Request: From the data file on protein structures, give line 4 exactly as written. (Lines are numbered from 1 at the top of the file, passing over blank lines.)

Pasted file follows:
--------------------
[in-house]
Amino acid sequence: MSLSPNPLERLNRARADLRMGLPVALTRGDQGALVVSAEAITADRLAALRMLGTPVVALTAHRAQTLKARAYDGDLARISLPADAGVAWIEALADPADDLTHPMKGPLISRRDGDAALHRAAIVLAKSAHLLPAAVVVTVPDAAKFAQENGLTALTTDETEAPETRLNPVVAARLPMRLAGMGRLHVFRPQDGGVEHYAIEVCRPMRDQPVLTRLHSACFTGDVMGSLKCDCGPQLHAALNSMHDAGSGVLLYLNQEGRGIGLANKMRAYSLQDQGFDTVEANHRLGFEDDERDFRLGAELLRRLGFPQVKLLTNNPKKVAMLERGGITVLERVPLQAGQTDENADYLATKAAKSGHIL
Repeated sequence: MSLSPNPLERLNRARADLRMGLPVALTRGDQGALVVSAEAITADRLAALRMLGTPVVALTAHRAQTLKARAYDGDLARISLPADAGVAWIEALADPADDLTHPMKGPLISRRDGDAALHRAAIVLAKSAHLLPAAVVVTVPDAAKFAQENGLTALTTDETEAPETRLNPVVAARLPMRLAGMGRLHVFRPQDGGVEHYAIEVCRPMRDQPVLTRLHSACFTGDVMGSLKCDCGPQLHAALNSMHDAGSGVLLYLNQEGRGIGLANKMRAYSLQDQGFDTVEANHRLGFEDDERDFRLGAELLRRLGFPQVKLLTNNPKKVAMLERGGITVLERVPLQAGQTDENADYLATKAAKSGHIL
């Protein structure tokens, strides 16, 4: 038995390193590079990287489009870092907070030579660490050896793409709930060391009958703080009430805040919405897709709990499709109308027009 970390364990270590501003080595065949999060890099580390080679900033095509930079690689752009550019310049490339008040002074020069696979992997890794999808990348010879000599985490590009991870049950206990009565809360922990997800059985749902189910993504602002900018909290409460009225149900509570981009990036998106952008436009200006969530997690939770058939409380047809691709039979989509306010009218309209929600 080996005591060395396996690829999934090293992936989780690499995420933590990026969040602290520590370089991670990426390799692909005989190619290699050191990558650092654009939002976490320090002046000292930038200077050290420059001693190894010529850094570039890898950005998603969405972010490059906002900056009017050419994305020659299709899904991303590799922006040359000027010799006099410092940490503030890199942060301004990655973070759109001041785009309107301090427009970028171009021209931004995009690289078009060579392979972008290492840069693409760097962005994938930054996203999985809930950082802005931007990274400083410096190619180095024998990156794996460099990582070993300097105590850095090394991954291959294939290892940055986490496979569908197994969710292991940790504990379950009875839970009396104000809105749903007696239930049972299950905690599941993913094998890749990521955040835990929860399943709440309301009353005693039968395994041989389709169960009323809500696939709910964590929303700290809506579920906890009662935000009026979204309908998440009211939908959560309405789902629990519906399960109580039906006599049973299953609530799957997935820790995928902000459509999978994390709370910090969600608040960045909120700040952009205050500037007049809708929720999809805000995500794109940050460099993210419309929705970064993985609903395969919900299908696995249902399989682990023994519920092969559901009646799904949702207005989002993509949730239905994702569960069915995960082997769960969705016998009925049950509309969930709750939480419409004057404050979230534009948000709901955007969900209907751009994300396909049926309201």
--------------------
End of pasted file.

């Protein structure tokens, strides 16, 4: 038995390193590079990287489009870092907070030579660490050896793409709930060391009958703080009430805040919405897709709990499709109308027009 970390364990270590501003080595065949999060890099580390080679900033095509930079690689752009550019310049490339008040002074020069696979992997890794999808990348010879000599985490590009991870049950206990009565809360922990997800059985749902189910993504602002900018909290409460009225149900509570981009990036998106952008436009200006969530997690939770058939409380047809691709039979989509306010009218309209929600 080996005591060395396996690829999934090293992936989780690499995420933590990026969040602290520590370089991670990426390799692909005989190619290699050191990558650092654009939002976490320090002046000292930038200077050290420059001693190894010529850094570039890898950005998603969405972010490059906002900056009017050419994305020659299709899904991303590799922006040359000027010799006099410092940490503030890199942060301004990655973070759109001041785009309107301090427009970028171009021209931004995009690289078009060579392979972008290492840069693409760097962005994938930054996203999985809930950082802005931007990274400083410096190619180095024998990156794996460099990582070993300097105590850095090394991954291959294939290892940055986490496979569908197994969710292991940790504990379950009875839970009396104000809105749903007696239930049972299950905690599941993913094998890749990521955040835990929860399943709440309301009353005693039968395994041989389709169960009323809500696939709910964590929303700290809506579920906890009662935000009026979204309908998440009211939908959560309405789902629990519906399960109580039906006599049973299953609530799957997935820790995928902000459509999978994390709370910090969600608040960045909120700040952009205050500037007049809708929720999809805000995500794109940050460099993210419309929705970064993985609903395969919900299908696995249902399989682990023994519920092969559901009646799904949702207005989002993509949730239905994702569960069915995960082997769960969705016998009925049950509309969930709750939480419409004057404050979230534009948000709901955007969900209907751009994300396909049926309201």